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Nation celebrates LGBT history month

Clare Trinity, Adelaide Kaiser

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Every October, the LGBT community celebrates LGBT history month. Each day, a new LGBT icon is honored, and people all over the country are encouraged to reflect on how far we’ve come as a country, and how far we still have to go. Although DC has gradually become a very accepting place for everyone, our city has an interesting LGBT history, and especially as the nation’s capital, it is important to appreciate the progress we have made and remember where we started. In honor of this month, here is a timeline of LGBT history in DC.

1947: The State Department purged all homosexual members from its ranks.   

1957: Nob Hill, the first gay club in DC, opened.

1961: The first safe haven for female impersonators (drag queens) was created. Drag was not illegal at the time, but drag queens were subject to harassment, discrimination, and physical attacks. Safe havens, or houses where drag groups could stay, were created to make a safe space for them.

1961-1975: Dr. Franklin Kameny created the slogan “Gay is Good” and challenged the federal government to revoke their anti-gay policies. He also spoke out against other organizations with homophobic views and rules.

1965: First gay protest held in front of White house.

1966: The first gay magazine is created, “The Homosexual Citizen.”

1971: The oldest active gay activist group in DC, Gay Activists Alliance (GAA), was founded.

1972: The DC school board extended the first civil rights protection to homosexuals.

1973: Homosexuality was removed from the list of mental illnesses by The Board of the American Psychiatric Association.

1975: First pride festival was held in DC.

1979: The March on Washington for Jobs and Freedom happened, which takes the title for the first national gay event.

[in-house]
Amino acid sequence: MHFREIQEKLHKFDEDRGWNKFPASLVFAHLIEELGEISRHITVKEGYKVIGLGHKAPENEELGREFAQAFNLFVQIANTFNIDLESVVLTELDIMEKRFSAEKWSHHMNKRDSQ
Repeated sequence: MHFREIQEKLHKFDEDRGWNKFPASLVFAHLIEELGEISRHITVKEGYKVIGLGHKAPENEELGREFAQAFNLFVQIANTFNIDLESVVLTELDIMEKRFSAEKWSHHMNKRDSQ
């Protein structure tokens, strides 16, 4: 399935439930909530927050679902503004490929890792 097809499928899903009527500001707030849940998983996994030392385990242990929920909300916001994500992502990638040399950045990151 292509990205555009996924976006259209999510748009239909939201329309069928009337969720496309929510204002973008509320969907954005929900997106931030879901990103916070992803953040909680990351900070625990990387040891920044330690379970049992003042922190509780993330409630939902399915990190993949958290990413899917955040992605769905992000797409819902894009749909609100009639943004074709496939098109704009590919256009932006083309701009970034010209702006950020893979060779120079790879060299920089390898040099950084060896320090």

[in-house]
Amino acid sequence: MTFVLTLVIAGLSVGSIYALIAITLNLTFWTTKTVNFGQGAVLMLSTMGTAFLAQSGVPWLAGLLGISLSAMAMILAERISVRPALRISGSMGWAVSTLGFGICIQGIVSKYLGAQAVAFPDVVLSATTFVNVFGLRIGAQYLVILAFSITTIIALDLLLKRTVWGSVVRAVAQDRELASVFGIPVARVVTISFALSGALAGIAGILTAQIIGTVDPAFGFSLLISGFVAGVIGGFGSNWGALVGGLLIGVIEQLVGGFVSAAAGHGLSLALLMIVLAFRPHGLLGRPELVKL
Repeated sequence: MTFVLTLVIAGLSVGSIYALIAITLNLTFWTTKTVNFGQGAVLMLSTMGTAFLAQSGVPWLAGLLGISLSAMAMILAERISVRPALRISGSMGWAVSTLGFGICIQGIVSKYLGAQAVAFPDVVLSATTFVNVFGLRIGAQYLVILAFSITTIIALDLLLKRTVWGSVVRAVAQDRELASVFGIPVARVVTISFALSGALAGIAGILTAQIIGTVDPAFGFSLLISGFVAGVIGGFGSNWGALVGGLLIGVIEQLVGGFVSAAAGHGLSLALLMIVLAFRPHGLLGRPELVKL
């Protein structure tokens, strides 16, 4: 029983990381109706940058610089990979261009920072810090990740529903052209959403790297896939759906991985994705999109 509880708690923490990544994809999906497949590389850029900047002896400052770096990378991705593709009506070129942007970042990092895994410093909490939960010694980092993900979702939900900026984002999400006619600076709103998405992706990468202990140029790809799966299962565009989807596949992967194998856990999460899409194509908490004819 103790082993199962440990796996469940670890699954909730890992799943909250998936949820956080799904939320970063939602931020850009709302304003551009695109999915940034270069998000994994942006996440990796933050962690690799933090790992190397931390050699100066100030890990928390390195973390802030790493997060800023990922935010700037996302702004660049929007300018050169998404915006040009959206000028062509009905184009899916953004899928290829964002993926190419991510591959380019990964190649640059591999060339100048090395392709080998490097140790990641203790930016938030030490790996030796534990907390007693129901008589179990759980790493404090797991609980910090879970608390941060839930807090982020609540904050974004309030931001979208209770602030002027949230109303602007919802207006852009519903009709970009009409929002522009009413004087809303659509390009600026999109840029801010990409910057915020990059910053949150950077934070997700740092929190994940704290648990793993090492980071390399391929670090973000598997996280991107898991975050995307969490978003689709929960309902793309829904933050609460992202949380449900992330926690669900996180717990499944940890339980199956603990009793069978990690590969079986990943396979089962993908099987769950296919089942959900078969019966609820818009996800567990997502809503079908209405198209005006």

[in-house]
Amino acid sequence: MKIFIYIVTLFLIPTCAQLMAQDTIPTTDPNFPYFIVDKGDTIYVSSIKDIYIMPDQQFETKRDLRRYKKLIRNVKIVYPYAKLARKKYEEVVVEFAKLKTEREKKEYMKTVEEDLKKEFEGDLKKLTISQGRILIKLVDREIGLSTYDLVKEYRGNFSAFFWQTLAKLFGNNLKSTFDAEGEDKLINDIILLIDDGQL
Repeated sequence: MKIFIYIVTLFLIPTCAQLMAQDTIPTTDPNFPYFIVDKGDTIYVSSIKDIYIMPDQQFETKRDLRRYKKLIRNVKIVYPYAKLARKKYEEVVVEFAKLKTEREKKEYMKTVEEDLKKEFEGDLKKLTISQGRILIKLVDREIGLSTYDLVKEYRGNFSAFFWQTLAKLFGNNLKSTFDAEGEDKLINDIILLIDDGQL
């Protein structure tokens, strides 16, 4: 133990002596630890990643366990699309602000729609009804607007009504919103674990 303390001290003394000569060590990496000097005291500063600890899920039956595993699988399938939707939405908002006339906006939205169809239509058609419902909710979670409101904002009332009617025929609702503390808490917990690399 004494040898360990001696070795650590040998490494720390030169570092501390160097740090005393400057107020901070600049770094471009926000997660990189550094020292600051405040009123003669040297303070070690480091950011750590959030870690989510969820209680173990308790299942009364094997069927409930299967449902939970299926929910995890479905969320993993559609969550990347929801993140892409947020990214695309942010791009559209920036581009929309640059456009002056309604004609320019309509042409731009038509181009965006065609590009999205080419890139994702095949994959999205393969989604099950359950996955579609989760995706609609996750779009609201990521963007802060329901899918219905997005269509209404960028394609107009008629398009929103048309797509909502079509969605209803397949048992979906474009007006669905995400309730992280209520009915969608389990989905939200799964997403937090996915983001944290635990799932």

1981: DC Police have sensitivity training for LGBT issues.

1993: Same-sex activity is decriminalized.

1995: In Dean v. District of Columbia, a gay couple goes to court to file for a marriage license, and DC courts deny them the right to marry.

1997: Capital Pride includes bisexual and transgender in their name for the first time.

2009: Mayor Adrian Fenty signed a bill that legalized same-sex marriage in DC.

2010: Marriage licenses are made available to same-sex couples in DC.

2013: Transgender citizens can officially receive a new birth certificate with their true gender identity.

2014: DC Council voted to ban conversion therapy.

2014: A poll shows that 64 percent of DC residents support same-sex marriage, 26 percent oppose it and 10 percent have no opinion.

2015: The Supreme Court rules that same-sex marriage is legal in all 50 states.

The District hasn’t had a perfect past, especially when it comes to the treatment of the LGBT community. But DC, along with many other cities, has come very far and made a lot of progress. It’s important to reflect on how far we’ve come and ponder what work we still have to do in order to be a truly accepting place for everyone.

PHOTO COURTESY OF CREATIVE COMMONS

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